Netta SeleneMONTHLY DONOR
Netta's Story

Netta joined Watsi on August 8th, 2013. Eight years ago, Netta joined our Universal Fund, supporting life-changing treatments for a new Watsi patient every month. Netta's most recent donation traveled 8,500 miles to support Mary, a 52-year-old community health volunteer from Kenya, to fund a hysterectomy so that she can live pain-free.

Impact

Netta has funded healthcare for 163 patients in 14 countries.

All patients funded by Netta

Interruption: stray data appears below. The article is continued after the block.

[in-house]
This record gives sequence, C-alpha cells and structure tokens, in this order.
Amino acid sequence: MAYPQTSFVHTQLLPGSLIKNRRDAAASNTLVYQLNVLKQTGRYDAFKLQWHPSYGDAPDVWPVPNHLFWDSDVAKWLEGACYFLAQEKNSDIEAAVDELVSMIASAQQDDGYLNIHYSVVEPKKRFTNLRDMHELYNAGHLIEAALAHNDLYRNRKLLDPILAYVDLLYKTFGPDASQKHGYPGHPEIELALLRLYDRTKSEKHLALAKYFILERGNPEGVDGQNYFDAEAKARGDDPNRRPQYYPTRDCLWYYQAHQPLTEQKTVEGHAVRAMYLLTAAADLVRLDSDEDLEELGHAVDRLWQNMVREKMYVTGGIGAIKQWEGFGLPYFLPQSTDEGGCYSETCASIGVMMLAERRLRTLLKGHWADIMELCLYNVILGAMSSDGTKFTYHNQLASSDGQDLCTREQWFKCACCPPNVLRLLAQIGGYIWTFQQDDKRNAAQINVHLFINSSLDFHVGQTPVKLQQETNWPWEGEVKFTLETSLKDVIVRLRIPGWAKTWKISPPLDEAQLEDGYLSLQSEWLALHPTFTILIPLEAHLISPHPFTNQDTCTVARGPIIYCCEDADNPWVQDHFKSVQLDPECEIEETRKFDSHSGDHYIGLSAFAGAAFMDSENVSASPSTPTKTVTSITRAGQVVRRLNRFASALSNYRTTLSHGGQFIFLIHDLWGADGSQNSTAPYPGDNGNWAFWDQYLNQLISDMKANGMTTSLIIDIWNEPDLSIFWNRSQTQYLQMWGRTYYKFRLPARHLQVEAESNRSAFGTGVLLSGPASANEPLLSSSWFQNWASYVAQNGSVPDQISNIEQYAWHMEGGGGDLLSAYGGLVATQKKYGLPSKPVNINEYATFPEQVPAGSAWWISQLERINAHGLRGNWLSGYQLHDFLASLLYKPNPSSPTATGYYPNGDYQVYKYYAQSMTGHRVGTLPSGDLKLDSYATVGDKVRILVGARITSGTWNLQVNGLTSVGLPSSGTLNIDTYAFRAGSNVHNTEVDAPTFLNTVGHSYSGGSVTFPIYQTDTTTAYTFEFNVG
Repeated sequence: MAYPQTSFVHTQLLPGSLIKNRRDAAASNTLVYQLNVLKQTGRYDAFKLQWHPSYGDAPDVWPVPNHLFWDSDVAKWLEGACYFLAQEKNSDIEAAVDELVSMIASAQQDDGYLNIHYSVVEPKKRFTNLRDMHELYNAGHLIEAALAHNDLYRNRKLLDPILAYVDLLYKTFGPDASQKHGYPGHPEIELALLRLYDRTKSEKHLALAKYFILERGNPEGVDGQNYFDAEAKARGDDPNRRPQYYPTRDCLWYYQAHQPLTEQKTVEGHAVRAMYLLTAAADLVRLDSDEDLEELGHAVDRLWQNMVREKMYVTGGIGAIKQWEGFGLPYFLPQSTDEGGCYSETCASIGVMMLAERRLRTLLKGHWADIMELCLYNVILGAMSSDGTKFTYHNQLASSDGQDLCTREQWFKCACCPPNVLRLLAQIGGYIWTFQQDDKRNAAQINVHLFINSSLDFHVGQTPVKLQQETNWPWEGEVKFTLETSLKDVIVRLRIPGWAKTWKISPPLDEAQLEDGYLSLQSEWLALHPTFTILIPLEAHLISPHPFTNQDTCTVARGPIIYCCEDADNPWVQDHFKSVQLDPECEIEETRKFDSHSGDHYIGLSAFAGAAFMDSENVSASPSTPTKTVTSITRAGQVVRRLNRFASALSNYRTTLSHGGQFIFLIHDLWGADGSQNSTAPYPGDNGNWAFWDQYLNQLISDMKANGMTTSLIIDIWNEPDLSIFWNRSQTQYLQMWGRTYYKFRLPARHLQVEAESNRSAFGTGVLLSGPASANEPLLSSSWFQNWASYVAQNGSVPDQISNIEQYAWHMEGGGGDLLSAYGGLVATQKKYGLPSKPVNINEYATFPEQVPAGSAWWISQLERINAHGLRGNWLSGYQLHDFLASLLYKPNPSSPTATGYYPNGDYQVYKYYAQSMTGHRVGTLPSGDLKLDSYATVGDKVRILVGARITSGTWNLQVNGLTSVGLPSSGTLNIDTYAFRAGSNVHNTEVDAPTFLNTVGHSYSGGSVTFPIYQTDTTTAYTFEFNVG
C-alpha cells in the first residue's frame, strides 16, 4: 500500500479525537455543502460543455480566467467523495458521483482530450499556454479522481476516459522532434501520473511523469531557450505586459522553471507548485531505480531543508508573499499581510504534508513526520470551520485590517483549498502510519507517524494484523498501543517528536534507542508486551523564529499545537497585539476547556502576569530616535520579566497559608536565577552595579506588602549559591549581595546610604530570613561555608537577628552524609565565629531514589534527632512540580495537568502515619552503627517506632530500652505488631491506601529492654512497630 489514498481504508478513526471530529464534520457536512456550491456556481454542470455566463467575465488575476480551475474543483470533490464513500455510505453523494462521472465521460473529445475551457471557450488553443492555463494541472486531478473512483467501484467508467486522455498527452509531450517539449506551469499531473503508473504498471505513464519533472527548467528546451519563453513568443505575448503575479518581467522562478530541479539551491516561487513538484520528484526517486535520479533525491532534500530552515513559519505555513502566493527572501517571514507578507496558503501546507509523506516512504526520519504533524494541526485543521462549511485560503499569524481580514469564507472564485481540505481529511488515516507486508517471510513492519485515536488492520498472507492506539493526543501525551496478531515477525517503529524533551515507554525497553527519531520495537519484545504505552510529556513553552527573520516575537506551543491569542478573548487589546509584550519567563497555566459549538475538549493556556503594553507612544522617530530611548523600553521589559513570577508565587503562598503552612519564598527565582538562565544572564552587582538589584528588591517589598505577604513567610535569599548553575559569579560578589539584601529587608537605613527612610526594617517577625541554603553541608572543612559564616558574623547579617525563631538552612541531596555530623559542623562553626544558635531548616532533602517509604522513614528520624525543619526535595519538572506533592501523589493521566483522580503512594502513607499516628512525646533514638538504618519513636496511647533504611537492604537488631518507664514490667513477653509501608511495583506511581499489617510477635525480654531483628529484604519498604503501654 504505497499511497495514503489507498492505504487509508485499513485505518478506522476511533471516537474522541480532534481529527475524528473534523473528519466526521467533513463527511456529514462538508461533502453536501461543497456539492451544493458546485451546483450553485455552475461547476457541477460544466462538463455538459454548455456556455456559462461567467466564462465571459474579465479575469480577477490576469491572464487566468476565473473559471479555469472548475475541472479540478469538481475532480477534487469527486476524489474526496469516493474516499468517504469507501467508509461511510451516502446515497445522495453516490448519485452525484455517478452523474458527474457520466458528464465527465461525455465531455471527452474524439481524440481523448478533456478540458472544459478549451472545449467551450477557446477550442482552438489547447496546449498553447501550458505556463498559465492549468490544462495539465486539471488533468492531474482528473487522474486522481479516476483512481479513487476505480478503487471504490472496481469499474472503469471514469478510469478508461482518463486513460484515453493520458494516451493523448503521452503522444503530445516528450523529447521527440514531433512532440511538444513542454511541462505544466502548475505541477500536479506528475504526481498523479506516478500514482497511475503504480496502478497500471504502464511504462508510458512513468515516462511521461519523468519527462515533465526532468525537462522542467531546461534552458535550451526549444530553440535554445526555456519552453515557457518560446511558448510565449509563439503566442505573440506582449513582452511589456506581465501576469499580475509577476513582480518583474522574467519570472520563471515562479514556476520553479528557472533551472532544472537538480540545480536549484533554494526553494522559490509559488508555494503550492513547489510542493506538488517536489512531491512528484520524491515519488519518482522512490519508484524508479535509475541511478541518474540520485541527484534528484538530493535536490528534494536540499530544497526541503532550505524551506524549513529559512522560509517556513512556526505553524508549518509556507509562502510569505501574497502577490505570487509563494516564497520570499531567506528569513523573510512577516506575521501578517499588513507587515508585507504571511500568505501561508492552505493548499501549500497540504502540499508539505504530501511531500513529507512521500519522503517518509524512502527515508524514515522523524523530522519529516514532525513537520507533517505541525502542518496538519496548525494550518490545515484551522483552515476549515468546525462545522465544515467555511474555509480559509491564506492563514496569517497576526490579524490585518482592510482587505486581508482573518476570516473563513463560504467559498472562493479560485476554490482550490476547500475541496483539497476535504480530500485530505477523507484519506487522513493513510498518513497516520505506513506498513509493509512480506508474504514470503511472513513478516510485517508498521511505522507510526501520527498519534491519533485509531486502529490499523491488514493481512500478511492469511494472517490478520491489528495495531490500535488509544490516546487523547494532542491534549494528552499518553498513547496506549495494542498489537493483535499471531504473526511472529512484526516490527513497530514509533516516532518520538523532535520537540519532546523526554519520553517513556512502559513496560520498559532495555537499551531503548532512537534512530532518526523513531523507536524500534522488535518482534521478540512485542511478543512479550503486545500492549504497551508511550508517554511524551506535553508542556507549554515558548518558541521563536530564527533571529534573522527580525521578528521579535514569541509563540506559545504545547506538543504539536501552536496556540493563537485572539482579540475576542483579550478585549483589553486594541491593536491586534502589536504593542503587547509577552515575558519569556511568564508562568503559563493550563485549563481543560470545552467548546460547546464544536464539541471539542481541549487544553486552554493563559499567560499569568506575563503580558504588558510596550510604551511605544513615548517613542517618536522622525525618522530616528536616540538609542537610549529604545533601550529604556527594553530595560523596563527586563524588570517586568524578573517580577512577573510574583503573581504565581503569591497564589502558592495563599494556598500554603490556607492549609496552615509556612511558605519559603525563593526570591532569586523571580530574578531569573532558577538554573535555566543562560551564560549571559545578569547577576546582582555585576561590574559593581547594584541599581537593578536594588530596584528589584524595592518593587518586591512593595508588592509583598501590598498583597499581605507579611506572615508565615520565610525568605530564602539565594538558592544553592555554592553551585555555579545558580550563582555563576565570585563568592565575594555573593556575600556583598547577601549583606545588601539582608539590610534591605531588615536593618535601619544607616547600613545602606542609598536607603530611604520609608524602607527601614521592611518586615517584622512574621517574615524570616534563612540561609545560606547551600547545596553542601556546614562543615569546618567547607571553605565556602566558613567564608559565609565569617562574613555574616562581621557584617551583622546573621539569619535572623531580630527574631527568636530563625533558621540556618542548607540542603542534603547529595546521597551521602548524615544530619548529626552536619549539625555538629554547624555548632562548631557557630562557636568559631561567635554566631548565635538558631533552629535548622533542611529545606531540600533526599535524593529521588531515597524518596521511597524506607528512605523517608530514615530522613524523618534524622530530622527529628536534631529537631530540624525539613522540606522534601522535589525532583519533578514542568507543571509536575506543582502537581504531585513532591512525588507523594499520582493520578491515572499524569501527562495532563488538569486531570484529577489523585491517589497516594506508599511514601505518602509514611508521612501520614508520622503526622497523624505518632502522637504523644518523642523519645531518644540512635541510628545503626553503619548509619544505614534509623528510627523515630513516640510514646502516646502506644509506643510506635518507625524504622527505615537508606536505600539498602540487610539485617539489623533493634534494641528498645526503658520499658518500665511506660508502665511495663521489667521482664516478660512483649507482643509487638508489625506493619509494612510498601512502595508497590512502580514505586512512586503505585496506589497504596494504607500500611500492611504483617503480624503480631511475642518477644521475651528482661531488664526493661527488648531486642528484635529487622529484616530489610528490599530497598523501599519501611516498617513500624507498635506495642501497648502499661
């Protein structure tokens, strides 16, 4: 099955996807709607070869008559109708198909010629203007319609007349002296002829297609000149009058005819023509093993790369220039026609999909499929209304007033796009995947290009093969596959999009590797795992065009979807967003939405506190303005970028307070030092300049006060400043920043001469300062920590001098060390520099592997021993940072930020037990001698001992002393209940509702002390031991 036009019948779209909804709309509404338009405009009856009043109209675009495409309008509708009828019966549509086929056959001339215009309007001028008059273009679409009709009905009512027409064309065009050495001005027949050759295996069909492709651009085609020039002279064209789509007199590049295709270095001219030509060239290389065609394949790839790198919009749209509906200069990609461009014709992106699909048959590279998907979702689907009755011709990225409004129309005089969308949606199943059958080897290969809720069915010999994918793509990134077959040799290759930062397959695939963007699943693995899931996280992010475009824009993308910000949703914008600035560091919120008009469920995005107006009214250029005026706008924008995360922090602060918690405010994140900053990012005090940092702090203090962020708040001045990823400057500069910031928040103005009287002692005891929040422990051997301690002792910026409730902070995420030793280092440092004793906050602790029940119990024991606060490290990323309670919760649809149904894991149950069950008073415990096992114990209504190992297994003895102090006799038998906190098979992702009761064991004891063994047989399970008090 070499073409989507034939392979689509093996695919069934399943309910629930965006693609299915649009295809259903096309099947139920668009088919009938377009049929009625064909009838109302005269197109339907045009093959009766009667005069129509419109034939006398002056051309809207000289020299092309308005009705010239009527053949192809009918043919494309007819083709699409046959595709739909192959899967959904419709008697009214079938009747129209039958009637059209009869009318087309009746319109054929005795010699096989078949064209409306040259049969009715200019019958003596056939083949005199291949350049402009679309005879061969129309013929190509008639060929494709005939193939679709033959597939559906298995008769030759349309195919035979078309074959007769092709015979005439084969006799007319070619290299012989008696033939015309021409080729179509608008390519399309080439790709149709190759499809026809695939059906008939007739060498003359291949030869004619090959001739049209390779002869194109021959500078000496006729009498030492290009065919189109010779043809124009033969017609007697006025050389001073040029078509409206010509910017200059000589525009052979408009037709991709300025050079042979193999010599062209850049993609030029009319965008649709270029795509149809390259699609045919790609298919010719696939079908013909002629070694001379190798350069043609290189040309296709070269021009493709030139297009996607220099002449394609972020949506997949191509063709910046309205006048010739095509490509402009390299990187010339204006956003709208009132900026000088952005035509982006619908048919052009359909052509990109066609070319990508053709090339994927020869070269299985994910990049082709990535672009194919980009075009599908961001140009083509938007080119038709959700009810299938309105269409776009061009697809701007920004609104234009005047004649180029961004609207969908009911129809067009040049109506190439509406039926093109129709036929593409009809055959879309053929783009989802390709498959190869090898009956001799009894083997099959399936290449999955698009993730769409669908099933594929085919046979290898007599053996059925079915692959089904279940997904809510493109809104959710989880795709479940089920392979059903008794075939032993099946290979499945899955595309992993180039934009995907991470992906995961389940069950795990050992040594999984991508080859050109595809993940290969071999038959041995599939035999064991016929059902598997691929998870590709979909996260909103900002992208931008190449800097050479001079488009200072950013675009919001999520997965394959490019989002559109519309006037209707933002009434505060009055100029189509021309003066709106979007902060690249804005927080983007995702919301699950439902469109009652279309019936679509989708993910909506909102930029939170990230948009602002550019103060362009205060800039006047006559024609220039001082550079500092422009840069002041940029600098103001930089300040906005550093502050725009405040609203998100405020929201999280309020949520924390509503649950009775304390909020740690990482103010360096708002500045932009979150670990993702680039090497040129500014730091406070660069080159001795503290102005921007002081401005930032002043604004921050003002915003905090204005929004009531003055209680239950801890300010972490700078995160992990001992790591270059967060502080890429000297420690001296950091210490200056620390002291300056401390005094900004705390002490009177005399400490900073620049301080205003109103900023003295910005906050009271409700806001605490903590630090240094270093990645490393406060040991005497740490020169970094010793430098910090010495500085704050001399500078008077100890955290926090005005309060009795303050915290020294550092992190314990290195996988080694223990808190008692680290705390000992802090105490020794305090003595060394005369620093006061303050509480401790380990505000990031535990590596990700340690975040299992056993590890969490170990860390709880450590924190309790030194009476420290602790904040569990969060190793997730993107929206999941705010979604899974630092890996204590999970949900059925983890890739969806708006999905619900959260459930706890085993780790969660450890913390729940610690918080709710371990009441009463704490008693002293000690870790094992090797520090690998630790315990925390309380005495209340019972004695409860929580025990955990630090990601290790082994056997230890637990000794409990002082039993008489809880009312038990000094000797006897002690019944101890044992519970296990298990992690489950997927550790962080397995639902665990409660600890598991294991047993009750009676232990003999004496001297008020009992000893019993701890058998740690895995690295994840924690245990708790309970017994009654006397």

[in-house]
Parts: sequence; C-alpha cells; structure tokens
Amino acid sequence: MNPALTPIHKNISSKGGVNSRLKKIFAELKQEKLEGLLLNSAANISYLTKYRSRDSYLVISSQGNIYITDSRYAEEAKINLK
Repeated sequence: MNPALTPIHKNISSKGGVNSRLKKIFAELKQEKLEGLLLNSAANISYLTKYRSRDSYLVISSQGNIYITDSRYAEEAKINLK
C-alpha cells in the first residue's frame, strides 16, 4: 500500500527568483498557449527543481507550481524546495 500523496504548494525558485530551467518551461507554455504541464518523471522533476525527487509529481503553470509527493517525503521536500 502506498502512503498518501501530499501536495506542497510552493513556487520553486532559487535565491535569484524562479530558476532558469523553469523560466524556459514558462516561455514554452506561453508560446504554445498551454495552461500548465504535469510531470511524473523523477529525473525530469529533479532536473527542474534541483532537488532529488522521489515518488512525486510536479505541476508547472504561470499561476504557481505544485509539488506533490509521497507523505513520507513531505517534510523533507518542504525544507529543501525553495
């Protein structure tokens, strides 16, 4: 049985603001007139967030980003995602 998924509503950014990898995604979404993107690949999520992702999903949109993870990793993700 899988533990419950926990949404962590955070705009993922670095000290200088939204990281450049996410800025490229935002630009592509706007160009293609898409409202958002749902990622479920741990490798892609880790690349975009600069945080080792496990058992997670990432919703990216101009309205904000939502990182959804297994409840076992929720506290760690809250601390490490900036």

Rhophence is struggling to speak when we meet her. She cannot pronounce words clearly or eat regularly due to a mandibular mass. She was diagnosed with Mandibular Fibrous Dysplasia, which is also causing her teeth to loosen on the affected area. She is scheduled for a 10-hour surgery at our Medical Partner's Care Center Kijabe Hospital. Her chronic mandibular swelling started back in October 2020 as a small swelling and has gradually increased in size, so Rhophence was forced to visit the hospital. She was treated for pain in their local health centre and discharged home. But, the swelling worsened and Rhophence opted to visit Kijabe in May 2021. Several tests revealed the Mandibular Fibrous Dysplasia diagnosis and surgery was recommended. She does not have the funds for the various procedures to relieve her pain. She is a single mother of four children aged between 30 and 18 years. She comes from a remote village along the Kenyan coast. She is currently jobless with no source of income and stays with her younger brother who she depends on for survival. The surgery is estimated to cost about $4,500. She has active national health insurance coverage that has only approved $2,000. She is unable to raise the remaining amount. She fundraised money for travel fare to come to Kijabe and she is now being hosted in the local centre by a relative. Rhophence shared, "This swelling is so painful. My mouth is deformed and I cannot even speak clearly. It’s sadly starting to give a bad odour making people close to me uncomfortable. This is affecting my life. I need these surgeries to normalize my life.”